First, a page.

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intresting write up on HID's


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oringinal write up







There are many companies and private merchants out there that will advertise 7000K, 8000K, and even 12000K HID kits. Most of these vendors lurk around on ebay, online car forums, websites, and ricer accessory shops. 100% of the people that buy these kits do so because they are uninformed, uneducated, or misguided in the field of lighting, and will buy these junk kits thinking three things: that these bulbs are brighter, that these bulbs should cost more money, and/or that they will perform better. All three statements are completely false. Perhaps this misconception and frenzy for purple lights originates from BMW and Audi's infamous Hella projector HIDs.


So allow me to explain the real truth of the matter... Philips is the number one manufacturer of HID bulbs. The Philips OEM D2S bulb is rated at 4100K at 12.8 volts and produces 3200 lumens of light. The Philips Ultinon D2S is 5800K at 12.8 volts and produces 2400 lumens of light. As you can see, with all other factors remaining constant, the brightness of an HID bulb declines the higher up the color index you go. Vision, a Korean bulb manufacturer, makes an 8000K bulb, which they used to advertise on Acura-Forums as 2000 lumens bright. This is barely a marked improvement over halogens, and will produce more glare and eye fatigue than it is beneficial. 4100K has been proven through tireless independent research by the Germans, Japanese, and Americans to be the most functional, truest white and thus the brightest possible color temperature (ceteris paribus).


Every car manufacturer in the world (including BMW and Audi) uses none other than a standard 4100K gas-discharge bulb. No exceptions. The reason being is that 4100K is daylight white in color and produces the same color visible light as direct sunlight. This is least fatiguing functional color on the eyes and produces the most comfortable contrast on the road.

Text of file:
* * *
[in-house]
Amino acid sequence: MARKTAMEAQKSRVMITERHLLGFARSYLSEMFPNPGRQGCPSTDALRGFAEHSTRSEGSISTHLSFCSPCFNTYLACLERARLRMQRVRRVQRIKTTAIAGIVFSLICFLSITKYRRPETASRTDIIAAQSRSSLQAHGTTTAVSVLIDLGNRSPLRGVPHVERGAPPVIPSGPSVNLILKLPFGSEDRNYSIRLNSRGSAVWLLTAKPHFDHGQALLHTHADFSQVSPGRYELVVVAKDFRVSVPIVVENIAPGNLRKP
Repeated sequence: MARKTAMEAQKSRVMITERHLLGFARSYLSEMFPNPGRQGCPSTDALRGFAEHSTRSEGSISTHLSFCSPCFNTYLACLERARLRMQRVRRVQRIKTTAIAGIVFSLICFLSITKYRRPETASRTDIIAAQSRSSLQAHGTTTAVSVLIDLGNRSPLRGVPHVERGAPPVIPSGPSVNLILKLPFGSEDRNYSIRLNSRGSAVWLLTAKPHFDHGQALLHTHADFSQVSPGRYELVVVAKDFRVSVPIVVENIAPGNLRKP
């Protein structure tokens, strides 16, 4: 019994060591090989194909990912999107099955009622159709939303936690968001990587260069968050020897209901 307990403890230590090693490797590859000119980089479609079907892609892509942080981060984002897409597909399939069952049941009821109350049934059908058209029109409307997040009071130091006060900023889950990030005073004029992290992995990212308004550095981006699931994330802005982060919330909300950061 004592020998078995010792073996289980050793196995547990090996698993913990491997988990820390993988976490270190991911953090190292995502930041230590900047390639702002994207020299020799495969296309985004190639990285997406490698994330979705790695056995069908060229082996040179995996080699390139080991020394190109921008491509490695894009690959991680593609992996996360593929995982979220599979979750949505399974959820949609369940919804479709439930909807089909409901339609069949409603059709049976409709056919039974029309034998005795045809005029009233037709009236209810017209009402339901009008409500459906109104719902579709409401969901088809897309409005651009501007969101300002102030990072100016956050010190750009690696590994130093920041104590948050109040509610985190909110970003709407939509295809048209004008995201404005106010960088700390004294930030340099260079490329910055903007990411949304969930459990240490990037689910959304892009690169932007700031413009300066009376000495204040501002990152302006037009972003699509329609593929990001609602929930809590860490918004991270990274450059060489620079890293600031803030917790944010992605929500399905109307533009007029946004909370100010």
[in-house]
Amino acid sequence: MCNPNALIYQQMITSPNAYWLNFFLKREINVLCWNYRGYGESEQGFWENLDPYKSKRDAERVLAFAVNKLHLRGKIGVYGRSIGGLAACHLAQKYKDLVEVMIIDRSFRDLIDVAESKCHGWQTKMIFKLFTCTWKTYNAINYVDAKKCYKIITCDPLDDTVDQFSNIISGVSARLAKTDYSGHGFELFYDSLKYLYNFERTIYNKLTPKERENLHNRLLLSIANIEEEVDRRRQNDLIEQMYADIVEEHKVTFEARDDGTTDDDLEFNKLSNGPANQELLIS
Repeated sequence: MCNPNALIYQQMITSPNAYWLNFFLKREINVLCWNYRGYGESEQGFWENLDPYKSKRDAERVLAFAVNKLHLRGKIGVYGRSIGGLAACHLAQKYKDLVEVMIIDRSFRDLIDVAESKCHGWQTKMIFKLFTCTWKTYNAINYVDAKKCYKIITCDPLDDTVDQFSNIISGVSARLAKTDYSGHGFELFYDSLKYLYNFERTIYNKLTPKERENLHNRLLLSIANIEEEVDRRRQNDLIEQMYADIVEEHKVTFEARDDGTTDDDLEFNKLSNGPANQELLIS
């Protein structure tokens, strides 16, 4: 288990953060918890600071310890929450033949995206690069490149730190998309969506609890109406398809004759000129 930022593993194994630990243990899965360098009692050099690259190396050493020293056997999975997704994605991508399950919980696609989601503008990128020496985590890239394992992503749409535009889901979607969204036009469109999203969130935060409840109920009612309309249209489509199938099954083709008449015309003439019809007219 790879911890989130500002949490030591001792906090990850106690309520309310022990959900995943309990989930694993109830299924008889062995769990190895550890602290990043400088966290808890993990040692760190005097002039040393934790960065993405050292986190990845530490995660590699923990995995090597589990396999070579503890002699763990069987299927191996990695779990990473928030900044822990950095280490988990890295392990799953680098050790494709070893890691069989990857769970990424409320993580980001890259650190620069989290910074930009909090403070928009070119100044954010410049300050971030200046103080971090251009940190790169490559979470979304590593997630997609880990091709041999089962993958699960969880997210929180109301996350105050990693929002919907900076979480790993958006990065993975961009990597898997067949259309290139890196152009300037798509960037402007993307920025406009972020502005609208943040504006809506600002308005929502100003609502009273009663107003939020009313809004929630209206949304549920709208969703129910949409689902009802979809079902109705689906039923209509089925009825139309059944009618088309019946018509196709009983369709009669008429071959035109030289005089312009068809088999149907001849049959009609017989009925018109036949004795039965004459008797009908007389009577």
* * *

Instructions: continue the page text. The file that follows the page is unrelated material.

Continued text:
So the million dollar question is now: Why do BMW & Audi lights appear blue when they use a white bulb?


Well, this coloration is the result of the light projectors; the lenses: it's transparency, it's curvature, the tiny grooves etched into it; the projector assembly, the shield, and the reflector bowl. All these components work together to produce a signature of light unique to that particular optic's design. On the Audi and BMW projectors, the lens curvature at the edge bends the white light producing a "prism effect". White light is broken down to it's fundemental colors. Since blue lights is high energy, it is absorbed last and thus travels farther. So with this prism effect, you'll notice that BMW HIDs are only purple and blue from the sides, the top, and the bottom edges, but are always daylight white on the road and in the beam pattern. This phenomenon can be demonstrated when you watch an oncoming BMW hit a pot hole or speed bump in the road and the car's nose pitches up and down. The headlights will flicker and "throw colors off", but returns to a solid white beam pattern directly on the road.


Trying to emulate this color-flickering effect with a solid-state blue or purple bulb is only detrimental to lighting performance, it doesn't fool anyone, but most importantly it endangers other motorists around you. Blue light has what we call a very high diffuse density, which causes it to radiate outwards as opposed to forwards. What results is a wide glow of light outside the beam pattern that is blinding to motorists you share the road with. A blue HID bulb will produce color bleed around the headlight, around the objects it lights up, outside of the beam pattern, and around the cut off line. This is effect is known as "glare", and these illegal and improperly installed HID kits are the reason why HIDs get a bad wrap. As common evidence of glare, observe a traffic light at night in a dimly lit area. There is red light and green light. Red is opposite blue and green is next to blue, thus we can substitute green for blue. If you observe the aura, or glow, of light around a red light and compare it to that of a green light, you'll notice that the green light produces much more glare than red. Blue is even worse. Purple, the worst.

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the reason why i usually tell people to buy phillips ballast. the SS has 4300k phillips hid's but they cost me almost 400 bucks. the reason i got the ones for the camaro ( no name 4300k) is because they were cheap and efinatly perform better than stock.

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